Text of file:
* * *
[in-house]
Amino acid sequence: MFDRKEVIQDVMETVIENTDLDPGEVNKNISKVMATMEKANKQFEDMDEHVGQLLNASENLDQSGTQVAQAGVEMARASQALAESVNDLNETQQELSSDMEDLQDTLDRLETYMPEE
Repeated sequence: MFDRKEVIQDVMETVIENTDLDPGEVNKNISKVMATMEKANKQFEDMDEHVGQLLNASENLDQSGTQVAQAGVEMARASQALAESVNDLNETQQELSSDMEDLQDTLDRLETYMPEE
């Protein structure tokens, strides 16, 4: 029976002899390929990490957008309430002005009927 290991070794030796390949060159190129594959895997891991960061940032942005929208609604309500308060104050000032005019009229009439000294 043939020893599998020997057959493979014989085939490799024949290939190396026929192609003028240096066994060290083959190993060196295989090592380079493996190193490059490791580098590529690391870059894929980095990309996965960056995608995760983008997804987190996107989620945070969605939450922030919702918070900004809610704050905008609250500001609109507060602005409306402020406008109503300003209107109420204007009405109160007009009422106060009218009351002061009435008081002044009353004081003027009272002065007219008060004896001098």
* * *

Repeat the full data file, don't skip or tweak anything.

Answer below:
[in-house]
Amino acid sequence: MFDRKEVIQDVMETVIENTDLDPGEVNKNISKVMATMEKANKQFEDMDEHVGQLLNASENLDQSGTQVAQAGVEMARASQALAESVNDLNETQQELSSDMEDLQDTLDRLETYMPEE
Repeated sequence: MFDRKEVIQDVMETVIENTDLDPGEVNKNISKVMATMEKANKQFEDMDEHVGQLLNASENLDQSGTQVAQAGVEMARASQALAESVNDLNETQQELSSDMEDLQDTLDRLETYMPEE
């Protein structure tokens, strides 16, 4: 029976002899390929990490957008309430002005009927 290991070794030796390949060159190129594959895997891991960061940032942005929208609604309500308060104050000032005019009229009439000294 043939020893599998020997057959493979014989085939490799024949290939190396026929192609003028240096066994060290083959190993060196295989090592380079493996190193490059490791580098590529690391870059894929980095990309996965960056995608995760983008997804987190996107989620945070969605939450922030919702918070900004809610704050905008609250500001609109507060602005409306402020406008109503300003209107109420204007009405109160007009009422106060009218009351002061009435008081002044009353004081003027009272002065007219008060004896001098």